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  1. #1
    Senior Member Mal12345's Avatar
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    Default Computers are getting Smarter

    http://www.dvice.com/2013-7-16/compu...four-year-olds

    The world's smartest computer has an IQ of 25.

    But when will computers match the creativity and mischievousness of a 4 year old?
    "Everyone has a plan till they get punched in the mouth." Mike Tyson
    “Culture?” says Paul McCartney. “This isn't culture. It's just a good laugh.”

  2. #2
    The Dark Lord The Wailing Specter's Avatar
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    Quote Originally Posted by Mal+ View Post
    http://www.dvice.com/2013-7-16/compu...four-year-olds

    The world's smartest computer has an IQ of 25.

    But when will computers match the creativity and mischievousness of a 4 year old?
    Assuming exponential growth, not long…

  3. #3
    morose bourgeoisie
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    I think it will be a while before computers are creative. Probably after quantum computers become more common, but I susect that won't be enough.
    Creativity is often measured by the ability to conjoin (seemingly) unrelated data in new and useful ways. Computers are not good at that at all. My hunch is that the randomness of creativity is made possible by the multiple inputs in the human system, meaning the constant ebb and flow of neurotransmitters, hormones, random environmental triggers, etc; none of which is experienced by a computer.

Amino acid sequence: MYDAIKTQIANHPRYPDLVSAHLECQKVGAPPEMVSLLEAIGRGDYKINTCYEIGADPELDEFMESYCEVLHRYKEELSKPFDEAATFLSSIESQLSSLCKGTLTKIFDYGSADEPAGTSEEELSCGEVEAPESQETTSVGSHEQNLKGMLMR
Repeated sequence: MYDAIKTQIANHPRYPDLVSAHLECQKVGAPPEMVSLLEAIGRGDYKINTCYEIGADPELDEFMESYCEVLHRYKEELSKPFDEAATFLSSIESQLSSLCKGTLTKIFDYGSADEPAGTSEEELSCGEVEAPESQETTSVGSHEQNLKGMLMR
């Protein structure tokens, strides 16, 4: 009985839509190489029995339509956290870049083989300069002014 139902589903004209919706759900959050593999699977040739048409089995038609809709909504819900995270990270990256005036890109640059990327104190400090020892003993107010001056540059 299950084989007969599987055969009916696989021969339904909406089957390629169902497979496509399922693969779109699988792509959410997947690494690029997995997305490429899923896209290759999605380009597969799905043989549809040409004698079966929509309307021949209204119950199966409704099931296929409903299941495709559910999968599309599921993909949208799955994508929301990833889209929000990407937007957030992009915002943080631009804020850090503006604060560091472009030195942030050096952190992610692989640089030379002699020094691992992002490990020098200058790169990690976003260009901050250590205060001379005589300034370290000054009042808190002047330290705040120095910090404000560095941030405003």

Maybe biologically based computers can have this type of randomness designed into their systems...like Blade Runner.

  4. #4
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    An attention-grabbing headline, nothing more.

    ConceptNet 4 did very well on a test of vocabulary and on a test of its ability to recognize similarities. “But ConceptNet 4 did dramatically worse than average on comprehension—the ‘why’ questions,”

    “If a child had scores that varied this much, it might be a symptom that something was wrong,” said Robert Sloan, professor and head of computer science at UIC, and one of the study’s authors.

    Programming a vocabulary into a computer system is relatively easy. I wouldn't call a spell-checker program 'intelligent' by any means. IBM's 'Deep Blue' beat Garry Kasparov at chess; is Deep Blue 'smart'? 'Watson' beat two Jeopardy! champions handily, is Watson 'smart'?